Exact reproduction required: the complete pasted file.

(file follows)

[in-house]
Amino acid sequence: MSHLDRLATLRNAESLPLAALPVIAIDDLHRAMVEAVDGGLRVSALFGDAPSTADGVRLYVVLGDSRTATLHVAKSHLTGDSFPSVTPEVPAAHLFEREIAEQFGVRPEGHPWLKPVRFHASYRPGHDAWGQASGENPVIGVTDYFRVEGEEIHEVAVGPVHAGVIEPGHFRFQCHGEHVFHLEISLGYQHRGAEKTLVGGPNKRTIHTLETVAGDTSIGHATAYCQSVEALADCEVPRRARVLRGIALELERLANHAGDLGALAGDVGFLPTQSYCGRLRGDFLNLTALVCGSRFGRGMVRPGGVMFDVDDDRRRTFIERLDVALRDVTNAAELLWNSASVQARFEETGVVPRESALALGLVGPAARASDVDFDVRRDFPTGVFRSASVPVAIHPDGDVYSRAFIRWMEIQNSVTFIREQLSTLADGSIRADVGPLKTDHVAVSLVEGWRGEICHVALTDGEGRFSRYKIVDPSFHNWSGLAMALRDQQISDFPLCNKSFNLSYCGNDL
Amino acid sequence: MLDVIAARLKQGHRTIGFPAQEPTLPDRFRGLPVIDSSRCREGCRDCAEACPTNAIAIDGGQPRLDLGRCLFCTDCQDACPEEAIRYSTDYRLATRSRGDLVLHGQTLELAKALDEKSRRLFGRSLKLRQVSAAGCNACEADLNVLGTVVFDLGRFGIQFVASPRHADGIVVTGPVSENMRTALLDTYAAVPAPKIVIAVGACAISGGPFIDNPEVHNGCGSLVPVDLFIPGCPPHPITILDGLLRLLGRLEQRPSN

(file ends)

[in-house]
Amino acid sequence: MSHLDRLATLRNAESLPLAALPVIAIDDLHRAMVEAVDGGLRVSALFGDAPSTADGVRLYVVLGDSRTATLHVAKSHLTGDSFPSVTPEVPAAHLFEREIAEQFGVRPEGHPWLKPVRFHASYRPGHDAWGQASGENPVIGVTDYFRVEGEEIHEVAVGPVHAGVIEPGHFRFQCHGEHVFHLEISLGYQHRGAEKTLVGGPNKRTIHTLETVAGDTSIGHATAYCQSVEALADCEVPRRARVLRGIALELERLANHAGDLGALAGDVGFLPTQSYCGRLRGDFLNLTALVCGSRFGRGMVRPGGVMFDVDDDRRRTFIERLDVALRDVTNAAELLWNSASVQARFEETGVVPRESALALGLVGPAARASDVDFDVRRDFPTGVFRSASVPVAIHPDGDVYSRAFIRWMEIQNSVTFIREQLSTLADGSIRADVGPLKTDHVAVSLVEGWRGEICHVALTDGEGRFSRYKIVDPSFHNWSGLAMALRDQQISDFPLCNKSFNLSYCGNDL
Amino acid sequence: MLDVIAARLKQGHRTIGFPAQEPTLPDRFRGLPVIDSSRCREGCRDCAEACPTNAIAIDGGQPRLDLGRCLFCTDCQDACPEEAIRYSTDYRLATRSRGDLVLHGQTLELAKALDEKSRRLFGRSLKLRQVSAAGCNACEADLNVLGTVVFDLGRFGIQFVASPRHADGIVVTGPVSENMRTALLDTYAAVPAPKIVIAVGACAISGGPFIDNPEVHNGCGSLVPVDLFIPGCPPHPITILDGLLRLLGRLEQRPSN